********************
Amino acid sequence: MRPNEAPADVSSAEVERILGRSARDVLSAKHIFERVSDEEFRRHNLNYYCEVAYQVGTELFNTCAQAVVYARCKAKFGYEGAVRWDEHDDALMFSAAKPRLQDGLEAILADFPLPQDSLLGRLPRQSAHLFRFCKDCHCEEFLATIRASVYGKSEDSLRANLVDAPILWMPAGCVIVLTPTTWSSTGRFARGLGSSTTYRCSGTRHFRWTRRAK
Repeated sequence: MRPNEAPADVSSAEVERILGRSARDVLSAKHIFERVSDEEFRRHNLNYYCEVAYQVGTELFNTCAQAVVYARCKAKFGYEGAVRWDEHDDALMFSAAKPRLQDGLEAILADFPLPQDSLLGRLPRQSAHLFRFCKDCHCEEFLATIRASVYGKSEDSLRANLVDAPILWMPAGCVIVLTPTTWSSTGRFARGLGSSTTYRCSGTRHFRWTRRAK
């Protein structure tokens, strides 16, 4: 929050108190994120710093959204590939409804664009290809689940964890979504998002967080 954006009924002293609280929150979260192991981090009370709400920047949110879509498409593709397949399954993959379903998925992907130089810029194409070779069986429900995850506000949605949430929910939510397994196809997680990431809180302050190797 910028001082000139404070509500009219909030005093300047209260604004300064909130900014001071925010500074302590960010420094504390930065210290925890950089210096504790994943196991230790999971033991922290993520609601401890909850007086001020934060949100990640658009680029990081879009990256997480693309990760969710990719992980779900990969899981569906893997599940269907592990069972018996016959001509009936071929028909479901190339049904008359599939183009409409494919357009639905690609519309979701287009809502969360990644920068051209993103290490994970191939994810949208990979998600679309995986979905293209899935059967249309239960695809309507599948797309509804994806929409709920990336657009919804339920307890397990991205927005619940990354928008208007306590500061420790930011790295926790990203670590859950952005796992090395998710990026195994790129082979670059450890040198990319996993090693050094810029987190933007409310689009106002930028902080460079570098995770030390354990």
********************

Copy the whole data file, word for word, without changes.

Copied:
Amino acid sequence: MRPNEAPADVSSAEVERILGRSARDVLSAKHIFERVSDEEFRRHNLNYYCEVAYQVGTELFNTCAQAVVYARCKAKFGYEGAVRWDEHDDALMFSAAKPRLQDGLEAILADFPLPQDSLLGRLPRQSAHLFRFCKDCHCEEFLATIRASVYGKSEDSLRANLVDAPILWMPAGCVIVLTPTTWSSTGRFARGLGSSTTYRCSGTRHFRWTRRAK
Repeated sequence: MRPNEAPADVSSAEVERILGRSARDVLSAKHIFERVSDEEFRRHNLNYYCEVAYQVGTELFNTCAQAVVYARCKAKFGYEGAVRWDEHDDALMFSAAKPRLQDGLEAILADFPLPQDSLLGRLPRQSAHLFRFCKDCHCEEFLATIRASVYGKSEDSLRANLVDAPILWMPAGCVIVLTPTTWSSTGRFARGLGSSTTYRCSGTRHFRWTRRAK
């Protein structure tokens, strides 16, 4: 929050108190994120710093959204590939409804664009290809689940964890979504998002967080 954006009924002293609280929150979260192991981090009370709400920047949110879509498409593709397949399954993959379903998925992907130089810029194409070779069986429900995850506000949605949430929910939510397994196809997680990431809180302050190797 910028001082000139404070509500009219909030005093300047209260604004300064909130900014001071925010500074302590960010420094504390930065210290925890950089210096504790994943196991230790999971033991922290993520609601401890909850007086001020934060949100990640658009680029990081879009990256997480693309990760969710990719992980779900990969899981569906893997599940269907592990069972018996016959001509009936071929028909479901190339049904008359599939183009409409494919357009639905690609519309979701287009809502969360990644920068051209993103290490994970191939994810949208990979998600679309995986979905293209899935059967249309239960695809309507599948797309509804994806929409709920990336657009919804339920307890397990991205927005619940990354928008208007306590500061420790930011790295926790990203670590859950952005796992090395998710990026195994790129082979670059450890040198990319996993090693050094810029987190933007409310689009106002930028902080460079570098995770030390354990």